Veteran Barry Gallup Jr. returns for his fifth season and looks to make a niche for himself as a slot receiver after developing nicely last season as one of the two Irish kickoff returners (9 KO returns for 18.1 avg.). He also could see time in the defensive secondary this fall.
John Goodman (6 for 104, 1 TD) and Deion Walker enter their junior seasons looking to replace Golden Tate in the offensive mix. Goodman played in nine games in 2009, demonstrated the ability to run crisp routes and possesses solid hands. Walker is a tall and speedy receiver who played in five games last year and could be a good threat on the outside where he could better utilize his long strides.
A pair of sophomores also are eager to make their mark on the field in `09. Theo Riddick and Robby Toma (3 for 21) both featured their unique talents during their freshman seasons and will attempt to build on those debuts. Riddick moves to wide receiver from running back and could be the favorite to win the position vacated by Tate. He is possibly the quickest player on the Irish roster and hopes to follow in Tate’s footsteps as a player who started his career as a running back but had greater success as a receiver. Toma was one of the toughest receivers to defend in practice last season, earning time in the middle of the ’09 season to catch passes from Clausen in games. The smallest player on the team, he is one of the shiftiest players and also appears to be a great fit for the slot position.
TJ Jones (his father Andre was a defensive end on the `88 national championship team at Notre Dame) enrolled early and was quite impressive in spring, earning some snaps with the first unit. Bennett Jackson and South Bend’s Daniel Smith get added to the wide receiver group this fall.
Kyle Rudolph (33 for 364, 3 TDs) enters his junior season not only as the top tight end at Notre Dame but also as arguably the best at his position in college football. Of the eight players named semifinalists for last year’s John Mackey Award (as college football’s top tight end), only Rudolph returns in 2010. He set career bests statistically as a sophomore and no player on offense has started more games.
Complementing Rudolph is veteran Mike Ragone (6 for 60), who started seven games in his junior season last year. Ragone started as the primary tight end in the final three contests when Rudolph was out with an injury and started four more games in 2009 as a second tight end. His combination of good speed and hands should help make him a viable receiving option this season.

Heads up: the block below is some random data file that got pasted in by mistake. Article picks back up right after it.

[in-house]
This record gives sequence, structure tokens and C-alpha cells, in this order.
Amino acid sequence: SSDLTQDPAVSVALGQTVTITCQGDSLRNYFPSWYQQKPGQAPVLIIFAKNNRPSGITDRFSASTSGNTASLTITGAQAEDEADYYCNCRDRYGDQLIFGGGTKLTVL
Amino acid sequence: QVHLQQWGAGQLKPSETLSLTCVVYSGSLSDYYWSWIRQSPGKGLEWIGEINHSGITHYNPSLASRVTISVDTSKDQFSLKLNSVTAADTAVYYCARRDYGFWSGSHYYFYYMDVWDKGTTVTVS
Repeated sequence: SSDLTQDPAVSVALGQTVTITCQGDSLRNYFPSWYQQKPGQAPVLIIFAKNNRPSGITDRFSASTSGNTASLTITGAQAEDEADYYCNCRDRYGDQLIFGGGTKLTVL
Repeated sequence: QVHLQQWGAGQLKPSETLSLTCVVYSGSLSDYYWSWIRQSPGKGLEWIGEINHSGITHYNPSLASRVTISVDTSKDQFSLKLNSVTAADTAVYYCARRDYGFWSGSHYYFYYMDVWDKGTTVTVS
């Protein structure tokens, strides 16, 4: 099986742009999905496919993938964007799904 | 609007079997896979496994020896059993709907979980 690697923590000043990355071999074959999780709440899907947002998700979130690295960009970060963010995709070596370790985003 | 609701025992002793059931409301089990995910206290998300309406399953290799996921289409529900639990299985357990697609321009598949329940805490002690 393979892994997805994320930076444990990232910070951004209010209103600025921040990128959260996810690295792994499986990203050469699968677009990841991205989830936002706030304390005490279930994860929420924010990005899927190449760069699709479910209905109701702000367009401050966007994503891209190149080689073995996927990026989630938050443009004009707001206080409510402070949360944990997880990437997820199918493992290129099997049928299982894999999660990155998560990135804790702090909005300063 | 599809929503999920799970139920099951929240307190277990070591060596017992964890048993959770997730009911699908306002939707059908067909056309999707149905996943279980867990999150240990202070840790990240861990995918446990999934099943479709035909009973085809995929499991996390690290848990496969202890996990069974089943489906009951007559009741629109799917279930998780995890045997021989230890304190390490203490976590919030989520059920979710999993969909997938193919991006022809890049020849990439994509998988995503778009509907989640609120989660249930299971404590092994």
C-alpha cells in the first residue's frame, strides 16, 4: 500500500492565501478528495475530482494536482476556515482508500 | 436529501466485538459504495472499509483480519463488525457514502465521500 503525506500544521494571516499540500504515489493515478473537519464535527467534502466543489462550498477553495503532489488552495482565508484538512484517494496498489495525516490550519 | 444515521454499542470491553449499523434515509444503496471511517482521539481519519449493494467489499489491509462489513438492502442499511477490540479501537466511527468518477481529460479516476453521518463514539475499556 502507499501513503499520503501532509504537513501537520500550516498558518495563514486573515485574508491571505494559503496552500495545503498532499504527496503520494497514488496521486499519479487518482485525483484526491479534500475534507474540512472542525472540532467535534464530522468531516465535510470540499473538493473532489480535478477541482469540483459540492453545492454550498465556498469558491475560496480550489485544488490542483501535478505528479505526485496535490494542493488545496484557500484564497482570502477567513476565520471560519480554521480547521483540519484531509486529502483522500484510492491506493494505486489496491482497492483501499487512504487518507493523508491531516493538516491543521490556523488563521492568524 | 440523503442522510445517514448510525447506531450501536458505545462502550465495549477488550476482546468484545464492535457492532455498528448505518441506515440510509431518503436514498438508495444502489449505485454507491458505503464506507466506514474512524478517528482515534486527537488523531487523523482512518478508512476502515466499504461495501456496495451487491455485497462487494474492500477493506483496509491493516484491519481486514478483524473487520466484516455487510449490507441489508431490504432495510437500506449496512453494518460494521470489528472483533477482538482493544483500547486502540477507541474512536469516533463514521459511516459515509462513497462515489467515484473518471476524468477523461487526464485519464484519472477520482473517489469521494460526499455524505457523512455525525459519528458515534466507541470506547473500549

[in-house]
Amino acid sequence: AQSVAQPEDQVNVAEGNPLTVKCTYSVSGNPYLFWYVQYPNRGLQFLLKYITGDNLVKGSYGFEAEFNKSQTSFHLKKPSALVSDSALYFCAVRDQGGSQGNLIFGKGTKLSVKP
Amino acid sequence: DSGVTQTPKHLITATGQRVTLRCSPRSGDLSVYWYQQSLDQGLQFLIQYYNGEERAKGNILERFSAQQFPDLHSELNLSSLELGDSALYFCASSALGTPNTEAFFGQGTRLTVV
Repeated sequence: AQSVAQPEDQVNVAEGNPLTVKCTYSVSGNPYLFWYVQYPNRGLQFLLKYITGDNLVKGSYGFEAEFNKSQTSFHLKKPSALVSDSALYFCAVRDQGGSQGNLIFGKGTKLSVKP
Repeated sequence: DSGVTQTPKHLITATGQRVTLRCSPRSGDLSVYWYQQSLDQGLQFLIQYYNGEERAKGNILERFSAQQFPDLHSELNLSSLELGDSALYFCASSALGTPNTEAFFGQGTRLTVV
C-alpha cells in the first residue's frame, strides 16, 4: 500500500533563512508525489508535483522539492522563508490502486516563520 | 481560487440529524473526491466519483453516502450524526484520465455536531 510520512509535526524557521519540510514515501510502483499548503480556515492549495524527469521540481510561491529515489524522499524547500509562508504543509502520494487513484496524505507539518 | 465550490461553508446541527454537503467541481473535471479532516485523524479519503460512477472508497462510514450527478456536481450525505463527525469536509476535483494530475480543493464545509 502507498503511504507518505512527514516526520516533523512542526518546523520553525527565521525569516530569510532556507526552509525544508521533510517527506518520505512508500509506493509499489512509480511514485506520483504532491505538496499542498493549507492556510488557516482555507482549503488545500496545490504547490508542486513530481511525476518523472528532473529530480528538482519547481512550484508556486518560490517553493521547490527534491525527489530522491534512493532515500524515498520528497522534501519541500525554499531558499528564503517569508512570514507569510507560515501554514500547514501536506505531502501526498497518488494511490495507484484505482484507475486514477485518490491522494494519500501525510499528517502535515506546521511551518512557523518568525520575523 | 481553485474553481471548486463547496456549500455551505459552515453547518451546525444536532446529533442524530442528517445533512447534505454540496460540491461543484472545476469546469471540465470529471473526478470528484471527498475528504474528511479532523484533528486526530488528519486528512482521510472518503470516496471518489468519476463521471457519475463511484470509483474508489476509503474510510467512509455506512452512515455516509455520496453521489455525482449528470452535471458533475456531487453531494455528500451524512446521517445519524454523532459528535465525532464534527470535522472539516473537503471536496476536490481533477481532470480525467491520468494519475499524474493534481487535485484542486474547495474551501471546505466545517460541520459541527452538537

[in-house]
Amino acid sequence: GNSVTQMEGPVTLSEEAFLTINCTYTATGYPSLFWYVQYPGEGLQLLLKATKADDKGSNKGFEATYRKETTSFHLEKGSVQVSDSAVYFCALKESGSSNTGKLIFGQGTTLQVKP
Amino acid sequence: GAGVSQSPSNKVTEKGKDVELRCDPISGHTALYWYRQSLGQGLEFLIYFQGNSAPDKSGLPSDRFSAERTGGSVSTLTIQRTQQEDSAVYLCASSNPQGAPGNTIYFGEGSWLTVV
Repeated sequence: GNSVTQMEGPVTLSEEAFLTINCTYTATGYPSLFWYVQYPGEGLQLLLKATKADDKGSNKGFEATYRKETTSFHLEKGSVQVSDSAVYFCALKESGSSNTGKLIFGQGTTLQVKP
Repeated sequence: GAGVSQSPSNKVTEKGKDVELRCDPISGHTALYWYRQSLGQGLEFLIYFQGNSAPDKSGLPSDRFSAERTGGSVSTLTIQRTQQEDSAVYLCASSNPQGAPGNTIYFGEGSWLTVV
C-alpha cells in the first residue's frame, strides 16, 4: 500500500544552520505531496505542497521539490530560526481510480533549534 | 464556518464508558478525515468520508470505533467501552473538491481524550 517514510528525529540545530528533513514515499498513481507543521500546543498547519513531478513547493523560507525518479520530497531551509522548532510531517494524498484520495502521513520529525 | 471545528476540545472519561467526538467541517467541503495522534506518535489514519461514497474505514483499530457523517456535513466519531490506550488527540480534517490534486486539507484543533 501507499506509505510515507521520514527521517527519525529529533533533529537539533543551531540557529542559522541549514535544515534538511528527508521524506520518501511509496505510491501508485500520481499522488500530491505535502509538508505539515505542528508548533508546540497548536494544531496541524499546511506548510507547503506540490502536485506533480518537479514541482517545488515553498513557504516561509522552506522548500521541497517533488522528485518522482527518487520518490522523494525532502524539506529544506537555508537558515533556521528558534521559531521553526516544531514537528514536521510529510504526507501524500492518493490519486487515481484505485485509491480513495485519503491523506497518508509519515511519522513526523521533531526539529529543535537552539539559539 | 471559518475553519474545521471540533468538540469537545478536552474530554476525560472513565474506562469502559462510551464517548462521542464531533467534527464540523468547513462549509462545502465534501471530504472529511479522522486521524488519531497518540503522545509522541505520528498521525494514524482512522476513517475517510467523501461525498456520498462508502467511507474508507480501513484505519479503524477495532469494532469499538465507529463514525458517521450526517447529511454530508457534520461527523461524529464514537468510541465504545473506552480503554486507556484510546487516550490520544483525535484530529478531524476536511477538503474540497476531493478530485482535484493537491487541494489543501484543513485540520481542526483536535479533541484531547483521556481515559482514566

Junior tight end Kyle Rudolph is among the nation’s best as his position after posting career highs of 33 receptions for 364 yards and three touchdowns last season.
Despite being a walk-on, Bobby Burger (2 for 10) emerged as a valuable contributor for the Irish in 2009. Now a junior, Burger was used primarily as an H-back and could see the same role in Kelly’s offense.
Sophomores Tyler Eifert and Jake Golic entered their second training camp looking to crack the tight end depth chart. Eifert appeared in the first game last year but missed the rest of the season with a back injury — while Golic was a solid contributor on the Irish scout team. Freshman Alex Welch was a highly-touted prep in Cincinnati and hopes to follow in Rudolph’s footprints as another successful Cincinnati product turned Notre Dame tight end.
Notre Dame’s offensive line saw the most attrition of any position grouping on the roster — as three players who combined to start 105 games in their Notre Dame careers graduated and are pursuing professional careers. Both tackle positions are vacant following the departures of Sam Young (sixth-round draft pick by Dallas) and Paul Duncan (free agent signee by Denver), and Eric Olsen (sixth-round draft pick by Denver) left a void at center.
Veteran Dan Wenger returns for a fifth year and is in a tight competition to replace Olsen at center. Wenger started the final two games of 2007 at center and opened all 13 contests in 2008 at that position. Only three offensive players boast more than Wenger’s 19 career games started, as he’s pegged to anchor an experienced interior offensive line in front of a first-time quarterback starter.
Senior Chris Stewart and junior Trevor Robinson return as starters at the guard positions, as Stewart was granted a fifth year while Robinson enters his third campaign. Stewart is tied with Rudolph for most starts by an offensive player, having opened 22 contests in his Irish career. Stewart is the only returning player anywhere on the roster who started every game last year. Robinson started 11 games at right guard in 2009 and became one of the rare freshmen to start on Notre Dame’s offensive line when he opened in three contests in 2008.
Contenders for the starting tackle positions are sophomore Alex Bullard, senior Taylor Dever, sophomore Zack Martin and senior Matt Romine. Dever and Romine both have served the previous three seasons as backup tackles. Dever has appeared in 18 games during his career; Romine has played in 15. Both players have worked primarily on special teams — with some time as reserve offensive linemen. Dever entered training camp atop the depth chart at right tackle.
Neither Bullard nor Martin played last year in their freshman seasons, and both enter their second sets of fall workouts looking to win the offensive tackle competition. Bullard entered Notre Dame as an offensive guard and moves to tackle with hopes to get on the field quicker at that position. Martin was one of the top offensive linemen in the Midwest as a senior in high school and opens August as the starter at left tackle.